• Well, hello there! Good to hear from you.

      I must admit that I don’t know Masters of War (I’ll listen to it now on the link you sent me).

      FROM WIKIPEDIA – Dylan’s songs became anthems for the civil rights and anti-war movements. His lyrics during this period incorporated a range of political, social, philosophical, and literary influences, defying pop music conventions and appealing to the burgeoning counterculture.

      Do we have musicians today that embrace such convictions and ideologies? Let’s face it, idealism is dead. I used to be an idealist. Now I’m disillusioned. That’s what made me so sad. The word you used – ethos – is a very good word. And yes, the soul of those past decades has gone. Poof! Never to be seen again.

      Anyway, good to hear from you. I hope all is well.

      • Thanks Jules, I relate to all that you mentioned here. Its true his songs spoke of the ‘bourgeoning counterculture’ of the day as per the Wikipedia entry and to me is still relevant today. Especially the lyrics of Masters of War is basically the same script different times of the motivation behind so much war and unrest still. I am engaged in an industry steeped in ideals but as I get older and see the realities of unmet aspirations, that fire recedes. Nowadays I fantasise only of seclusion! On my end Ive been quiet for awhile as I fell ill and needed to recuperate.. things are much better now thank God! Hope you have been well too ❤️

      • I too dream of seclusion. An island somewhere. I know a man who lives on one of the Gulf islands off the coast of Vancouver. There’s a cluster of them. He loves it. He walks in the forest with his dog and meets up with friends for beach picnics. However, even living a so-called paradise on an island has its drawbacks. If you remember, an extreme heatwave affected much of Western North America from late June through mid-July 2021. His island was affected too and everyone suffered. The problem with islands is that you can’t always leave in a hurry if a natural catastrophe hits.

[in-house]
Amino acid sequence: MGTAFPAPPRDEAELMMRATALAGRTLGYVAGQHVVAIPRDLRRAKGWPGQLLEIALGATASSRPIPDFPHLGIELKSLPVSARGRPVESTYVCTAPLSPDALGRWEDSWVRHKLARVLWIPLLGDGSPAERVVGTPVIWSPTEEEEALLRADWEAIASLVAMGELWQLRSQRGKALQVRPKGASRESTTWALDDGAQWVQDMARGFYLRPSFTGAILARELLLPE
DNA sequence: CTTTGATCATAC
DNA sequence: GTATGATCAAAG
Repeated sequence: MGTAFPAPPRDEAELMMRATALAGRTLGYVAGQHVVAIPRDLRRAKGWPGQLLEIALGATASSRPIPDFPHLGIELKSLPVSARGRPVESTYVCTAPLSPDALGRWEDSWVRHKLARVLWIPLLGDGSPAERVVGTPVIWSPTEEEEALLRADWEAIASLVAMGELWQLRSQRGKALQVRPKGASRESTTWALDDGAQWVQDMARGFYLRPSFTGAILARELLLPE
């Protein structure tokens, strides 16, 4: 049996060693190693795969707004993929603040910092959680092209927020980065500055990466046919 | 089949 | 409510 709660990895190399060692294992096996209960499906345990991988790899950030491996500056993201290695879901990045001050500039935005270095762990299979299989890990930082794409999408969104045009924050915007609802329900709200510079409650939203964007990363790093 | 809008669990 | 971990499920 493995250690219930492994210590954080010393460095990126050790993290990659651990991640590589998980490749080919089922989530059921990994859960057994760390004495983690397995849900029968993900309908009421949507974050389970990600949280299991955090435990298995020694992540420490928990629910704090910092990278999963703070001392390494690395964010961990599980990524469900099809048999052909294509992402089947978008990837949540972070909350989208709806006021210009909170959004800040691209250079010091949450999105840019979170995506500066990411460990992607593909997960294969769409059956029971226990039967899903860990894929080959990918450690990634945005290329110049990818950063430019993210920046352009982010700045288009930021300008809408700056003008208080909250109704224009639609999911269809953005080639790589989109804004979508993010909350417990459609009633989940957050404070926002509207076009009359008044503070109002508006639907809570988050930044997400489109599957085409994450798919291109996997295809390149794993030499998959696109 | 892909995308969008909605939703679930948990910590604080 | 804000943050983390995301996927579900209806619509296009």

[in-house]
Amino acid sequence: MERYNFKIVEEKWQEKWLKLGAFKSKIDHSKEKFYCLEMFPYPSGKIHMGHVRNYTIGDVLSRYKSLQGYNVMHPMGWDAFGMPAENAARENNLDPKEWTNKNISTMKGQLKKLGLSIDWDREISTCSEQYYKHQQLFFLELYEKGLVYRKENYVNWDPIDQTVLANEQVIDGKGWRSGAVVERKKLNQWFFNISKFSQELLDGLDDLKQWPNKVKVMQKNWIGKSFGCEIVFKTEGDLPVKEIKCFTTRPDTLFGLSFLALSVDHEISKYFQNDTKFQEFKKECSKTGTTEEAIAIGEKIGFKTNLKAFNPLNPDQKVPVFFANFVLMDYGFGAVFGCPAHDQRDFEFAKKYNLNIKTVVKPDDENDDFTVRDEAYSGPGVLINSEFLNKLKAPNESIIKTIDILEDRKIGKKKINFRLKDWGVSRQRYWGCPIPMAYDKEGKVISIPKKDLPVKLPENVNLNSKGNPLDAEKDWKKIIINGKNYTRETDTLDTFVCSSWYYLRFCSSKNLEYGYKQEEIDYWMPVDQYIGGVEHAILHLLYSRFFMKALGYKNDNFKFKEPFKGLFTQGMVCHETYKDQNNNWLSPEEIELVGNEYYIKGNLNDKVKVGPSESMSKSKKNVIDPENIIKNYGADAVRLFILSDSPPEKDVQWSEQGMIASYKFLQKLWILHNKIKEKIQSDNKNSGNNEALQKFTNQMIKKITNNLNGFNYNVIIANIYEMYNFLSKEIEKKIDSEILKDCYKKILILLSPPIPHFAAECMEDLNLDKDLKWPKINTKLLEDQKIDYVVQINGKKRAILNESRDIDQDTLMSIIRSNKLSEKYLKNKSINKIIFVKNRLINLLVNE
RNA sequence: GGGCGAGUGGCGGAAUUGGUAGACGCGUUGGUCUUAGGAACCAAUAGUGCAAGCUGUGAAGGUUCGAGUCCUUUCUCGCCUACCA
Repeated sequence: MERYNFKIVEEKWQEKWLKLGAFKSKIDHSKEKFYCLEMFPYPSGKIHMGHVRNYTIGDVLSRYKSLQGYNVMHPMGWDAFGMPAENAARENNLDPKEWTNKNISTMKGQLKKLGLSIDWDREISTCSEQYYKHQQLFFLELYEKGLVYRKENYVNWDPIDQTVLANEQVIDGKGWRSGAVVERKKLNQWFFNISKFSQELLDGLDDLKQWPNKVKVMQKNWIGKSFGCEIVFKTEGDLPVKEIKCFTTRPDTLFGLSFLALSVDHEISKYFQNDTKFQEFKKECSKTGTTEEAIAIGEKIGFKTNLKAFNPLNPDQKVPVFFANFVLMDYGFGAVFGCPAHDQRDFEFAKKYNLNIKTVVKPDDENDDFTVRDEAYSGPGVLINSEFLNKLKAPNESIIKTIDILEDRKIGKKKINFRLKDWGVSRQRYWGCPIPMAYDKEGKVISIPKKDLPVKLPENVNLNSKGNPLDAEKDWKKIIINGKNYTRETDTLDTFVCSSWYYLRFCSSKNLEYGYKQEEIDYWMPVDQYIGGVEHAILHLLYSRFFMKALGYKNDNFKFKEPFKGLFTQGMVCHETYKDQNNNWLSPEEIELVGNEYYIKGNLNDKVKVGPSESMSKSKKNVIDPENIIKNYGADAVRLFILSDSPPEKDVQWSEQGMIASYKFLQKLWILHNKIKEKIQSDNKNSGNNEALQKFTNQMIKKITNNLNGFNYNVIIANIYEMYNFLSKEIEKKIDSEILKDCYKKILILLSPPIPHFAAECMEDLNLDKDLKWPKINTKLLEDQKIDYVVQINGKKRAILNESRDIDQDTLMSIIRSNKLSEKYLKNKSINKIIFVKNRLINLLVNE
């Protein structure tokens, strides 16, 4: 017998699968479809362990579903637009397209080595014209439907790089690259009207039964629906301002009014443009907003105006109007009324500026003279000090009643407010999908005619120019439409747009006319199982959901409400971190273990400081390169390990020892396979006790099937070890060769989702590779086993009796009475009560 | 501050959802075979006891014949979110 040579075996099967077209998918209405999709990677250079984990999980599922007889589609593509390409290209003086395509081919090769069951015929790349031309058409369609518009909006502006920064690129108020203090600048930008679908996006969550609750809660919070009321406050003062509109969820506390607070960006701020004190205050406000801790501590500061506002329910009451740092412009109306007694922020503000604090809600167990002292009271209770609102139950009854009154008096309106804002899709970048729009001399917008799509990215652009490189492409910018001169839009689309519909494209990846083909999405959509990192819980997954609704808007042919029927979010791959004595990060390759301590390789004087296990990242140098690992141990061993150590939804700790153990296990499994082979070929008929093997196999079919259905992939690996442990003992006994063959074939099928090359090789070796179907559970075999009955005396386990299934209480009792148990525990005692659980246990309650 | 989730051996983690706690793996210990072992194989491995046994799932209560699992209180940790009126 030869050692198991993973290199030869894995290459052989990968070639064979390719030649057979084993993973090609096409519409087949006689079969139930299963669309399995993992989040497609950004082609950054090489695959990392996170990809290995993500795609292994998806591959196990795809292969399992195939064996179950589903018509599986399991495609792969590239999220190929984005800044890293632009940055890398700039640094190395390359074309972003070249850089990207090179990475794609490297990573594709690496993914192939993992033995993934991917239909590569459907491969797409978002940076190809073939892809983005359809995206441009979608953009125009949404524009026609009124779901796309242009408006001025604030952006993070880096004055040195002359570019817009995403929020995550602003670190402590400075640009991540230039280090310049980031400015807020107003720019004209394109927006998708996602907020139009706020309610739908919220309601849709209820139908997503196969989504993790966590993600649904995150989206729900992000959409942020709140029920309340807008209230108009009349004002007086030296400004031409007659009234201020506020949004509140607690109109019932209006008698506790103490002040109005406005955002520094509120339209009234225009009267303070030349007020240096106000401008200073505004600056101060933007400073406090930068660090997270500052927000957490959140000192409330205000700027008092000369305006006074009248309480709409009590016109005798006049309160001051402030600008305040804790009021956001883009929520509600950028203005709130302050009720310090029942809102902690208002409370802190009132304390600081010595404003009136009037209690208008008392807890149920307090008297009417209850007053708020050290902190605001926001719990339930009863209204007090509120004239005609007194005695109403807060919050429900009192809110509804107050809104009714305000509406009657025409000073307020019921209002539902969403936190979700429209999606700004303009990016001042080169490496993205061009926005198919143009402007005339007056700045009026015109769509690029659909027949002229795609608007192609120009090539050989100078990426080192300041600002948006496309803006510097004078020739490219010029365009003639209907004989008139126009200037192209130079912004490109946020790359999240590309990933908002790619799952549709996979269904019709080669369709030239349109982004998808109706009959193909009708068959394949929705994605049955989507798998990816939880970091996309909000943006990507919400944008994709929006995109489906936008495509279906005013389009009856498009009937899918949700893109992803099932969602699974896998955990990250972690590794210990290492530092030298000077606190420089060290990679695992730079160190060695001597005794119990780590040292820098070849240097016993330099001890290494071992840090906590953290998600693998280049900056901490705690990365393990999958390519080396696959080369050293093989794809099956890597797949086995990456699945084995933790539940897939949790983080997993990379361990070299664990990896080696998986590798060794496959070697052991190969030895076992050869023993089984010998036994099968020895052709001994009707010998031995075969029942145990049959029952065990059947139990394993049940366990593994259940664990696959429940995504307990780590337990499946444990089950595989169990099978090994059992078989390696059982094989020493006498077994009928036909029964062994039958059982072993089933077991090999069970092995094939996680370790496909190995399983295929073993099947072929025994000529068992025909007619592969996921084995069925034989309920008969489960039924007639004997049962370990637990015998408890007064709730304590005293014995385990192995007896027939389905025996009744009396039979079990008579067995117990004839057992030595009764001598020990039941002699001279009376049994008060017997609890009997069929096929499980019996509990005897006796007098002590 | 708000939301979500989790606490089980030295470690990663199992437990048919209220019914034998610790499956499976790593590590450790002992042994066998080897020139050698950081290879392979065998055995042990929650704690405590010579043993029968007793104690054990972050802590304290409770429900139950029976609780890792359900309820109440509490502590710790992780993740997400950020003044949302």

Healthwise, I’m fine, thank you. Despite getting two vaccinations, we still wear masks every day. I’m sorry you were ill. I wish you a swift recovery so that you can regain your strength, energy and optimism.

  3. Julie–I have been following your blog for years but never commented before. Your sadness that came over you while listening to Bob Dylan (I am a fan, BTW) made me think of this Woody Guthrie youtube that gets me every time I watch it. I am not a huge follower of Guthrie but this performance and his remembrance of an event that took place years before has me fall into sadness of where the USA is now. Yes, I am also proud to know that 30,000 Europeans knew all the words to this U.S. song and sung along. I agree that is a rather amazing feat, if you think about it. But I am not so sure there is anything to be proud of now with the current state of our country. Here is the link. See what you think, although I know you are not a U.S. citizen:

    • Hi Judy, thanks for commenting. I listened to the YouTube video you sent, it brought back memories.
      Life today doesn’t seem to be much fun anymore, does it? I feel lucky to have grown up during what I consider “the best” decades: the 60s as a child and the 70s and 80s as a rebellious teenager and young woman. I grew up in Canada and it was great. British and American pop culture was a big part of our lives.
      We’re all nostalgic for those past decades, Judy. But don’t lose faith. There are still things to be proud about in the great old USA, there must be.

  4. Pingback: Bob Dylan plays the Grand Rex in Paris | Juliet in Paris